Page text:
Friday, January 27, 2017 at 8 a.m.
Spot the pot? Most people wouldn’t. The Clever Root‘s editorial staff tries to celebrate cannabis as a versatile ingredient for any kitchen.
Deborah Whitlaw Llewellyn
Suppose you find a copy of The Clever Root on a coffee table. You’ve never heard of this magazine. You flip through the pages, you scan some headlines, and you admire the colorful photos. But something is off about it. What it is?
Then you realize: This is a magazine about cooking with marijuana.
“The cannabis industry is ready to grow up,” says Rachel Burkons, associate publisher of The Clever Root, published in Encino, California. “I think we’re elevating the conversation.”
Burkons is coming to Phoenix next month for Cocktail Week, but she won’t just here to talk about mixology. She’ll be moderating a seminar called “Beyond the Smoke: Understanding Cannabis in Food & Beverage,” on Saturday, February 18. The presentation will feature Holden Jagger, an acclaimed chef and cannabis advocate, among others. (Jagger also happens to be Burkons’ brother.)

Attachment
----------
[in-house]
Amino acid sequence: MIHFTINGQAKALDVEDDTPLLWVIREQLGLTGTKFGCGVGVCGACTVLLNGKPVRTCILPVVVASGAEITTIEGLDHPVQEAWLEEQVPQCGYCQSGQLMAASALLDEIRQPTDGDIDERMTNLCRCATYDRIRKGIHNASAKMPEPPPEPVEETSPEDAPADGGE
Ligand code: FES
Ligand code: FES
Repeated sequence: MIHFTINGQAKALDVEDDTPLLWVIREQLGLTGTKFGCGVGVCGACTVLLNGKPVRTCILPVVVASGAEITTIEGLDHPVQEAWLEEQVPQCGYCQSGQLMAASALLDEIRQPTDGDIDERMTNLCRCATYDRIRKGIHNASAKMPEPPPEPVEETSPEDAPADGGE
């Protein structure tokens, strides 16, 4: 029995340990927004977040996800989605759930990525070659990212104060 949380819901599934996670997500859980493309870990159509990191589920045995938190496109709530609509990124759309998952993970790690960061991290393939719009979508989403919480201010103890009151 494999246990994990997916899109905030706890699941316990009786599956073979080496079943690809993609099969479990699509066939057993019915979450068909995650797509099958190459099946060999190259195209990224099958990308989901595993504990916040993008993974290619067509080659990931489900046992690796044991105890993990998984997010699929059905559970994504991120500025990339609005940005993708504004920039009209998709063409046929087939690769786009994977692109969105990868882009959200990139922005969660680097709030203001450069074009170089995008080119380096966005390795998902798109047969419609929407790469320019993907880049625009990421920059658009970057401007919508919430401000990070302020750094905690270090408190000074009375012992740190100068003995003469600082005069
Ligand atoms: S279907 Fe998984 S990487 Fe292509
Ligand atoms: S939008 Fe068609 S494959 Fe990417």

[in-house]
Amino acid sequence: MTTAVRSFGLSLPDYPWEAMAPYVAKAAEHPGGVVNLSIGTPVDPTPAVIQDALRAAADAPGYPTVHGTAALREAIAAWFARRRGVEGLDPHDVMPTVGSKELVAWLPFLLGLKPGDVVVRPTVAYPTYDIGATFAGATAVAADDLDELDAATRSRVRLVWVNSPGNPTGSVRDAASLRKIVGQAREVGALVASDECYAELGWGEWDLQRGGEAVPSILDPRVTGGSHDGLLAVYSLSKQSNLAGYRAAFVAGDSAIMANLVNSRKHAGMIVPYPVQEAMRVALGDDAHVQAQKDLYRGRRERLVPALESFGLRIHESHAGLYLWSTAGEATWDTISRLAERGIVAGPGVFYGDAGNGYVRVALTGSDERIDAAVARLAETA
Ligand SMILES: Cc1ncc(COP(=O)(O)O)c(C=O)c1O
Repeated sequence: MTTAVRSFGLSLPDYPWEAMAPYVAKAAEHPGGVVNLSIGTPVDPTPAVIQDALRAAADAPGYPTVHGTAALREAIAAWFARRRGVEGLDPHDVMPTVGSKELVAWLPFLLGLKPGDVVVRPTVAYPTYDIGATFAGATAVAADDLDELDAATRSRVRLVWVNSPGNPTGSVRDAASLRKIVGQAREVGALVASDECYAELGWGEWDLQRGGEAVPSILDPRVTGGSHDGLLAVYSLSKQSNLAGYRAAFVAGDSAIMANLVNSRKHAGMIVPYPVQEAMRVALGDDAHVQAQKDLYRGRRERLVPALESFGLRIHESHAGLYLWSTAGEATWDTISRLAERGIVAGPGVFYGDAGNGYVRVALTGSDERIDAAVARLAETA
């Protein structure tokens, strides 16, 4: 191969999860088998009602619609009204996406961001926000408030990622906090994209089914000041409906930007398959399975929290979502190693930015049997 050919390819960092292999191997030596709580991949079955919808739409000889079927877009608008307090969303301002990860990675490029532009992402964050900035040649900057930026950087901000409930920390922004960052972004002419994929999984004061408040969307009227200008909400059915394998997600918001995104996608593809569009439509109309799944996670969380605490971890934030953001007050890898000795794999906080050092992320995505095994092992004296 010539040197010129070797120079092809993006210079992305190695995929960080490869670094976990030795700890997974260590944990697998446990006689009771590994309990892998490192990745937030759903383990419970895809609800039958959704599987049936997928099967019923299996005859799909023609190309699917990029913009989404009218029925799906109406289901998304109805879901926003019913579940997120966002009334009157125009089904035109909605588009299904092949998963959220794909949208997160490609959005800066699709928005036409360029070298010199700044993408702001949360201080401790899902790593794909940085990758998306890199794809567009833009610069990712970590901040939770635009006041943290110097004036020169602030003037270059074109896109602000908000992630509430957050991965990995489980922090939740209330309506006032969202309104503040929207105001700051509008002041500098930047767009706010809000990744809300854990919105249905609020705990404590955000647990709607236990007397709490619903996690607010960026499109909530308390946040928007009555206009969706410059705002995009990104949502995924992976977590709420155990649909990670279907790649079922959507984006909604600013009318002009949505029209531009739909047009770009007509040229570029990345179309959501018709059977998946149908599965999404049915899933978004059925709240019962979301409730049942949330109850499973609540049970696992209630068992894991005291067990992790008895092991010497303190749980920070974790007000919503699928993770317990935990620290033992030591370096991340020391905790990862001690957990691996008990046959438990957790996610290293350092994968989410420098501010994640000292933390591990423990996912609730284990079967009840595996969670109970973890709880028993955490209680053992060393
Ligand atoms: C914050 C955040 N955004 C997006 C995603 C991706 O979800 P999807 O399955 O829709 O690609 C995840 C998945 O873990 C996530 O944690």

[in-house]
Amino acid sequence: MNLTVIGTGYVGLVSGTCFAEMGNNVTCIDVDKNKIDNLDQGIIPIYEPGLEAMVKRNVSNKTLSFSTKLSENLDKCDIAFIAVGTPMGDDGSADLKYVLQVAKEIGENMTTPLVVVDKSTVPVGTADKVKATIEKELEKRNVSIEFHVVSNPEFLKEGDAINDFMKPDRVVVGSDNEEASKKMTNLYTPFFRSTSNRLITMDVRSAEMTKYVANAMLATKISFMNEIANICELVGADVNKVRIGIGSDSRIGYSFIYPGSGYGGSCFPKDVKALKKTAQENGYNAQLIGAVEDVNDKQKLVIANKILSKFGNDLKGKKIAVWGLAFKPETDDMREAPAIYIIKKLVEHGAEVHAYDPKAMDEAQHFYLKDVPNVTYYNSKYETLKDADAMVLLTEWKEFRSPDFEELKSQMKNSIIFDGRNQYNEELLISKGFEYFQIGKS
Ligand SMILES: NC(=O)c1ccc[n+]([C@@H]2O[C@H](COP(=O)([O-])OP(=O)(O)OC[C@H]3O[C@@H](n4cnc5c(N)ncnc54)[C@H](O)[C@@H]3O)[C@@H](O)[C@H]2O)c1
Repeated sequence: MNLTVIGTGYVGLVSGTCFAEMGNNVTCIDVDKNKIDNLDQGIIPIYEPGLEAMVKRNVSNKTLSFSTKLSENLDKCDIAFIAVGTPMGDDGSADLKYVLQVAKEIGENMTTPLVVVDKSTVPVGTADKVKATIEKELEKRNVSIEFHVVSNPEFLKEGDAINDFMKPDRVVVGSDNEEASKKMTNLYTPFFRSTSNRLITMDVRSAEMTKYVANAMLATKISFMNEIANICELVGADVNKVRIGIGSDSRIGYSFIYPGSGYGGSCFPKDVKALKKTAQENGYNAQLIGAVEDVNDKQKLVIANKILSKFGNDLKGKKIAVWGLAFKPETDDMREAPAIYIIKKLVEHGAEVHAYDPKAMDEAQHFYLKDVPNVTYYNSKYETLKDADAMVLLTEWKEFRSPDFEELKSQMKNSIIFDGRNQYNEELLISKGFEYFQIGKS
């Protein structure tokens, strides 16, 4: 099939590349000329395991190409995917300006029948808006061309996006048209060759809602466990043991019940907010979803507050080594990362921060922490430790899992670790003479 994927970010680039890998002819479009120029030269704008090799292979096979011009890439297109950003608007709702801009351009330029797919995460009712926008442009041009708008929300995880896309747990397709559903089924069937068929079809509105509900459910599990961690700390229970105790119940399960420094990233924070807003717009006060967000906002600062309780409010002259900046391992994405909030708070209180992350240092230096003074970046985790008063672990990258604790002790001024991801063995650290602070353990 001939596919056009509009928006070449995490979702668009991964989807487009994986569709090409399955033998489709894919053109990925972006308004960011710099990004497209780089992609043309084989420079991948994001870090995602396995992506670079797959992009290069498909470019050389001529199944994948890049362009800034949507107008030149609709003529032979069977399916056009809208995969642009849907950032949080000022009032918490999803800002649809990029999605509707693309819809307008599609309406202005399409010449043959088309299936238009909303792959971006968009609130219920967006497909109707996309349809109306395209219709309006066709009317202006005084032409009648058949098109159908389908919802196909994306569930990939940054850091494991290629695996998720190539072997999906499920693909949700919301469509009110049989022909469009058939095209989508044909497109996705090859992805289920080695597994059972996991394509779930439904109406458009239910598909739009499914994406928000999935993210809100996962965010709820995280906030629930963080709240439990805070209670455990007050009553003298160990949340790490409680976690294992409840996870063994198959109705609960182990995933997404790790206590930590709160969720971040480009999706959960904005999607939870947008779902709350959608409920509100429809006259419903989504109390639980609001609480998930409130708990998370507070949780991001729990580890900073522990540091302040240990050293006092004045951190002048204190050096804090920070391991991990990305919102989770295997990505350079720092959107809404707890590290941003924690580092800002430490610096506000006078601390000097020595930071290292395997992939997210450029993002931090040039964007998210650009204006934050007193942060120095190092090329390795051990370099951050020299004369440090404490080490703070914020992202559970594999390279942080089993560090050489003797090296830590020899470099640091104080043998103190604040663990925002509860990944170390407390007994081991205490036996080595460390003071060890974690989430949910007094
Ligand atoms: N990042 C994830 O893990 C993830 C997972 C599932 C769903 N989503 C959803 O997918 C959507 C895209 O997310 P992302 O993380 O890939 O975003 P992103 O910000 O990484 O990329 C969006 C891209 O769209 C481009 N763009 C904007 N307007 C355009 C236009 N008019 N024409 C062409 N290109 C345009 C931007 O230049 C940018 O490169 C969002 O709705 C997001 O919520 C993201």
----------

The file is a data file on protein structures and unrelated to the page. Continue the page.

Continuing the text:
The Clever Root staff have a mission: to treat cannabis as a versatile, edible plant. Cannabis has a distinct aroma and flavor, and Burkons feels that it can contribute to a lot to fine dining.
“We wanted to explore what people can do legally,” Burkons explains. “There is a way to taste cannabis, just like a spirit or a wine. There is a way to pair cannabis. It’s not always about what’s going to get you high. You can bring cannabis into your life in a manageable and responsible way.”
Burkons grew up in Los Angeles, but her parents were born and raised in Scottsdale, and she considers the Valley her second home. Burkons has attended Cocktail Week for several years, and she is eager to bring this groundbreaking new cuisine to Arizona — even if the edibles on-hand have to be “virgin” approximations, to keep them legal. (In California, pot is legal; here, it’s only medical marijuana.)
“I think Arizona has made great inroads for accepting cannabis,” says Burkons. “When I leave California, I feel like the rest of the world is catching up faster than we think. I’ve talked to a lot of people about cannabis [in other places], and I think people are ready to learn about it. They don’t think of cannabis as just for loser, stoner dropouts anymore.”
So if cannabis can be a regular cooking ingredient, what can you do with it? Practically anything, it turns out.
One extreme example is Humboldt Distillery’s “Cannabis Sativa-Infused Vodka.” Humboldt notes on its website that the cannabis is more like hemp than dank chronic, and it contains too little THC to get a tippler stoned.
You can even extract cannabis sugars and make a simple syrup. This doesn’t take a chemistry set; most people can do it in their own homes.
“First and foremost, we want to educate people on a very basic level what cannabis is,” says Burkons. “We want to explore how people can use things like this savita vodka and create a dialogue around it.”